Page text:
AP NEWS
ADVERTISEMENT

Leader of dark-web opioid drug ring gets life sentence

October 15, 2020 GMT
1 of 6
FILE - This file booking photo provided by the Weber County Sheriff's Office shows Aaron Shamo. Shamo, who was convicted of shipping fake prescription drugs all over the country from his home in suburban Salt Lake City during the nation's opioid epidemic, is set to be sentenced on Thursday, Oct. 15, 2020. (Weber County Sheriff's Office via AP, File)
1 of 6
FILE - This file booking photo provided by the Weber County Sheriff's Office shows Aaron Shamo. Shamo, who was convicted of shipping fake prescription drugs all over the country from his home in suburban Salt Lake City during the nation's opioid epidemic, is set to be sentenced on Thursday, Oct. 15, 2020. (Weber County Sheriff's Office via AP, File)

SALT LAKE CITY (AP) — A suburban millennial convicted of becoming an online drug kingpin was sent to prison for life Thursday, but not before he was confronted by a grieving mother.

Tova Keblish said her son thought he was buying painkillers online to cope with his agony after leg surgery. Instead, authorities say the pills were fakes pressed in the suburban Salt Lake City basement where Aaron Shamo built a multimillion-dollar drug ring with little more than a computer and some friends. The pills contained the opioid fentanyl, a drug that authorities say can be deadly with just a few flakes.

ADVERTISEMENT

Gavin Keblish of Long Island, New York, died soon after buying them, leaving his family to mourn his big hugs and loud laugh, she testified.

“Your customers were not just numbers, not just emails. There were people behind them,” Tova Keblish said. “You have denied my son the right to live.”

Shamo, 30, was convicted in federal court last year of shipping hundreds of thousands of fake prescription drugs all over the country, helping fuel the nation’s opioid epidemic. The case offered a glimpse at how a small group of people can easily buy fentanyl from China, press it into fake pills and ship it to customers in every state through the U.S. mail.

The 2016 bust at Shamo’s home ranked among the largest in the country, with more than $1 million found stuffed in his sock drawer, prosecutors said.

A clean-cut millennial who grew up in a family that belonged to The Church of Jesus Christ of Latter-day Saints, Shamo said the operation started small with text messages and smiley-face emojis sent to friends from his job at eBay but quickly grew out of control.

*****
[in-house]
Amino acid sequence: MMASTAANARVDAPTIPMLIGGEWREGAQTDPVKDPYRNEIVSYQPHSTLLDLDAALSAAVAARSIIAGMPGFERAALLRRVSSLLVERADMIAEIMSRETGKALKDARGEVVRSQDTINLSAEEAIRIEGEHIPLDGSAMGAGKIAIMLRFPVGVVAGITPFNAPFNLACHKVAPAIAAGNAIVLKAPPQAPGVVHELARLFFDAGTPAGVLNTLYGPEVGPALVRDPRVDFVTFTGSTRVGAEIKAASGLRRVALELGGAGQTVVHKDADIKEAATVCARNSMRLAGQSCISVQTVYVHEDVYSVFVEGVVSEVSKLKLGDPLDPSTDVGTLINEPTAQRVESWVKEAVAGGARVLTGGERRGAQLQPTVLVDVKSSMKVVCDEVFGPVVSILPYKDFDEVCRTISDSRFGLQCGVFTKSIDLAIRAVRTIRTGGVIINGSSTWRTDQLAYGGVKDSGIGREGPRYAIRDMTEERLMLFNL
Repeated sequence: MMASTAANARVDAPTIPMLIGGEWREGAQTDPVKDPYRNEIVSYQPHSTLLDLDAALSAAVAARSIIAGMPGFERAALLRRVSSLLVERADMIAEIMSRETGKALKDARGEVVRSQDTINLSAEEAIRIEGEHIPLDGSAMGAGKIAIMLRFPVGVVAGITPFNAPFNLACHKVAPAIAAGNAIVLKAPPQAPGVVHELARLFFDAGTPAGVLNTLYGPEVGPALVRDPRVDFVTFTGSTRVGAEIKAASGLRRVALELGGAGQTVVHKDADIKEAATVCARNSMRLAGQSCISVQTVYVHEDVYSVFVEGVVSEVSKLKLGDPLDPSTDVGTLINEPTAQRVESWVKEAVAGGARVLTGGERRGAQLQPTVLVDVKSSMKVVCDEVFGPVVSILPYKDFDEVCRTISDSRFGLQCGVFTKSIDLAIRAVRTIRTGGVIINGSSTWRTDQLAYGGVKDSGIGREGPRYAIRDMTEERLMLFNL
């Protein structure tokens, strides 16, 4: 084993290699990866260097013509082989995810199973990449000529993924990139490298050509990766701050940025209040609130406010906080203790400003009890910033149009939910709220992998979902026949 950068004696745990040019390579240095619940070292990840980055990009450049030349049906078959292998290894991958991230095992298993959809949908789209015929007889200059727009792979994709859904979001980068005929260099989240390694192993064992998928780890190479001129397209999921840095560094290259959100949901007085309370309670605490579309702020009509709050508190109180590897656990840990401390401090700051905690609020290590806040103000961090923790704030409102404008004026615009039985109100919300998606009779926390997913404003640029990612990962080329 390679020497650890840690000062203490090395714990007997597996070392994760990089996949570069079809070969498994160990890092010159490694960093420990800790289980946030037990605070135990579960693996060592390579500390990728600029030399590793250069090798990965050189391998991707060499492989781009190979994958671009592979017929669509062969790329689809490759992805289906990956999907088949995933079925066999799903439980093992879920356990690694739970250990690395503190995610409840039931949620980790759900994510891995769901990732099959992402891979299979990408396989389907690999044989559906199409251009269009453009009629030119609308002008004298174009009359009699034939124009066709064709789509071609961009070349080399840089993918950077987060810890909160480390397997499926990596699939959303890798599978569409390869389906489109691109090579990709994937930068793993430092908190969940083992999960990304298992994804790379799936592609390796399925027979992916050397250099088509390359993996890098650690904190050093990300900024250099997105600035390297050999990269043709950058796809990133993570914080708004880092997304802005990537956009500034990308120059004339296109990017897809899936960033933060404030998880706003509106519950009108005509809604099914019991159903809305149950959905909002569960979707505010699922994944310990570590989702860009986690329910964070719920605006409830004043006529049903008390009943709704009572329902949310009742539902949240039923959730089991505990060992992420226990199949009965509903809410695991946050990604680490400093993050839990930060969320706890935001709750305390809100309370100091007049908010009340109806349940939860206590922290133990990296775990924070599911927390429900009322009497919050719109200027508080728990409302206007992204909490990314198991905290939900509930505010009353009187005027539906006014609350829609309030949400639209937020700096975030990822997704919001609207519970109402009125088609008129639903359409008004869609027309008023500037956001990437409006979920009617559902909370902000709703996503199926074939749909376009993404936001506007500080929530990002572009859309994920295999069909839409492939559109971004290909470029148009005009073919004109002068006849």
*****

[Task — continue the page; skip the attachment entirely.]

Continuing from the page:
Shamo referred to himself as a “white collar drug dealer” and pumped himself up with notes like “I am awesome” as he expanded the operation, according to trial evidence. He sold through a storefront called Pharma-Master on the dark web — a wild, unregulated layer of the internet reached through a special browser.

At times he even convinced himself he was helping people who said they couldn’t get painkillers from their doctors as authorities tried to rein in opioid use in the U.S.

“I didn’t know the dangers of what we were doing,” Shamo said Thursday. “Together we created a monster.”

Shamo was found guilty of a dozen federal counts in August 2019, including one for running a criminal enterprise that carries a mandatory sentence of life in prison.

Authorities have said the pills were linked to dozens of overdose deaths, though charges were only filed in one and the jury deadlocked on that count. Still, the families of people who died after online records show they bought pills from Shamo watched the case closely. Gavin Keblish’s family flew across the country to watch his trial in person.

ADVERTISEMENT

Defense attorneys didn’t deny Shamo was selling drugs, but they also argued a life sentence was too harsh for a first-time offender who worked with others. He was a “people pleaser” who couldn’t have put the operation together without a few key friends, his lawyer Greg Skordas has said. Several of those friends are expected to get lighter sentences after striking plea deals and testifying against him.